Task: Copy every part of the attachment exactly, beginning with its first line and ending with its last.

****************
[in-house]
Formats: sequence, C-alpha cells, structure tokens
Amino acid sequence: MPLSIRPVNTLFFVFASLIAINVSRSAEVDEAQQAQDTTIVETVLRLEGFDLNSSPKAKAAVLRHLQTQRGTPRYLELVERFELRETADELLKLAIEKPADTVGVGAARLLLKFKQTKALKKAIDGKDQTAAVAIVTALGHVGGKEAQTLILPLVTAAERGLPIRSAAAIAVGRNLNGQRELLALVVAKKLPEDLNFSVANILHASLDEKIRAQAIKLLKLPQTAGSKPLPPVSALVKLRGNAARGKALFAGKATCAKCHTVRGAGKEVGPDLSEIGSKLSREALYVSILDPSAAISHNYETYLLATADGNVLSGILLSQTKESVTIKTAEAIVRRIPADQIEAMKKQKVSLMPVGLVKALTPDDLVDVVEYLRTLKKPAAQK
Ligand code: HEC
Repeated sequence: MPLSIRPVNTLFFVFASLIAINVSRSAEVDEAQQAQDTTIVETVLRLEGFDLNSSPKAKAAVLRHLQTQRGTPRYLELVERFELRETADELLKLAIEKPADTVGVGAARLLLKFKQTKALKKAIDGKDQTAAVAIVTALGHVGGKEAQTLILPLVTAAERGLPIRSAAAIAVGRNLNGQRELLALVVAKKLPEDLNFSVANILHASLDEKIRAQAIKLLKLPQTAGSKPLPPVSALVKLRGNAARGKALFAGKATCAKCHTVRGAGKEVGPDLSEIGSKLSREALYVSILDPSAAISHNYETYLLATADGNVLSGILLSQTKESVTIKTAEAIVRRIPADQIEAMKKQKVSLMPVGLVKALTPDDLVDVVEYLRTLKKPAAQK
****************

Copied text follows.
[in-house]
Formats: sequence, C-alpha cells, structure tokens
Amino acid sequence: MPLSIRPVNTLFFVFASLIAINVSRSAEVDEAQQAQDTTIVETVLRLEGFDLNSSPKAKAAVLRHLQTQRGTPRYLELVERFELRETADELLKLAIEKPADTVGVGAARLLLKFKQTKALKKAIDGKDQTAAVAIVTALGHVGGKEAQTLILPLVTAAERGLPIRSAAAIAVGRNLNGQRELLALVVAKKLPEDLNFSVANILHASLDEKIRAQAIKLLKLPQTAGSKPLPPVSALVKLRGNAARGKALFAGKATCAKCHTVRGAGKEVGPDLSEIGSKLSREALYVSILDPSAAISHNYETYLLATADGNVLSGILLSQTKESVTIKTAEAIVRRIPADQIEAMKKQKVSLMPVGLVKALTPDDLVDVVEYLRTLKKPAAQK
Ligand code: HEC
Repeated sequence: MPLSIRPVNTLFFVFASLIAINVSRSAEVDEAQQAQDTTIVETVLRLEGFDLNSSPKAKAAVLRHLQTQRGTPRYLELVERFELRETADELLKLAIEKPADTVGVGAARLLLKFKQTKALKKAIDGKDQTAAVAIVTALGHVGGKEAQTLILPLVTAAERGLPIRSAAAIAVGRNLNGQRELLALVVAKKLPEDLNFSVANILHASLDEKIRAQAIKLLKLPQTAGSKPLPPVSALVKLRGNAARGKALFAGKATCAKCHTVRGAGKEVGPDLSEIGSKLSREALYVSILDPSAAISHNYETYLLATADGNVLSGILLSQTKESVTIKTAEAIVRRIPADQIEAMKKQKVSLMPVGLVKALTPDDLVDVVEYLRTLKKPAAQK